Circle of Life
The Circle of Life Hospice Home is offering a six-week grief class from 3 to 4:30 p.m. each Tuesday beginning April 6 at 901 Jones Road in Springdale. The class is open to any adult grieving the loss of a loved one to death.
The hospice is also offering a six-week grief support group for traumatic loss due to covid-19. The meetings will be from 3 to 4:30 p.m. every Thursday from April 22 to May 27. Preregistration is required by April 14.
Information: (479) 872-3364 or email firstname.lastname@example.org.
The Wellness Center for Hope at Hope Cancer Resources offers a yoga, meditation and fitness class for cancer patients and caregivers via Zoom and YouTube.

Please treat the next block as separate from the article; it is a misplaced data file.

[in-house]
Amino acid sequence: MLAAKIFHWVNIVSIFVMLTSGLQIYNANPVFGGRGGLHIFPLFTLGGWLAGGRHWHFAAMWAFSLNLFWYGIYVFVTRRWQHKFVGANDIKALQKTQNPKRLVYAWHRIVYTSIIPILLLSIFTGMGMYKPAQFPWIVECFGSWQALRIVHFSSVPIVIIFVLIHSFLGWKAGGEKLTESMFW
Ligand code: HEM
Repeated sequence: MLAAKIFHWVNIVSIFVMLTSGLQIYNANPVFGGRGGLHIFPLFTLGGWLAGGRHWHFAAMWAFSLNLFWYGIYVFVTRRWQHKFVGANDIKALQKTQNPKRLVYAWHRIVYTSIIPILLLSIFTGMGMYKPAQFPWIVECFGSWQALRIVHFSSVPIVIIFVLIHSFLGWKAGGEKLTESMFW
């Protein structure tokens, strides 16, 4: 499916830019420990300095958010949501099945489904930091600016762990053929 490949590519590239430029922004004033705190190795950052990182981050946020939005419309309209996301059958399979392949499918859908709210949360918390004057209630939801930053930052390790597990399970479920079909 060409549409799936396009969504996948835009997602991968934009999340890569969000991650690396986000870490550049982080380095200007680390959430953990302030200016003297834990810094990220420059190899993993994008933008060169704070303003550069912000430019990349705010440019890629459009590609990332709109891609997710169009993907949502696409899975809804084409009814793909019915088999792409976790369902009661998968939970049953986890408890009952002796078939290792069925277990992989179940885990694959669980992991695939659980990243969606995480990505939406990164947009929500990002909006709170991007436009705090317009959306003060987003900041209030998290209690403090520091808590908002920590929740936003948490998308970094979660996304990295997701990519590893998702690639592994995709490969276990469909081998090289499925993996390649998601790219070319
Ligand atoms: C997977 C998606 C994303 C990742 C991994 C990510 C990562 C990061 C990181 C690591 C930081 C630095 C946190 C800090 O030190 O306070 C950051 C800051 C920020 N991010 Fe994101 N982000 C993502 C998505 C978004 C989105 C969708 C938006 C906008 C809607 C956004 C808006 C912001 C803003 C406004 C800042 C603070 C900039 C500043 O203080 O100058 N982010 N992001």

Their team of counselors and social workers support cancer patients and their families every day with a focus on emotional health, no matter the circumstances.
A certified tobacco treatment specialist is available to support those looking to quit smoking with nicotine replacement therapy and counseling.
Those in need of medical supplies, liquid nutrition or durable medical equipment, such as shower chairs or walkers, are asked to reach out. Donations of new or gently used items are also accepted.
Information: (479) 361-5847 or email email@example.com.
Walk Across NWA
Register for the spring 2021 Walk Across NWA, gain access to health and wellness resources from the University of Arkansas Division of Agriculture and make a difference in the environment. Participation is free. Registration is open, and the program lasts five weeks until April 30.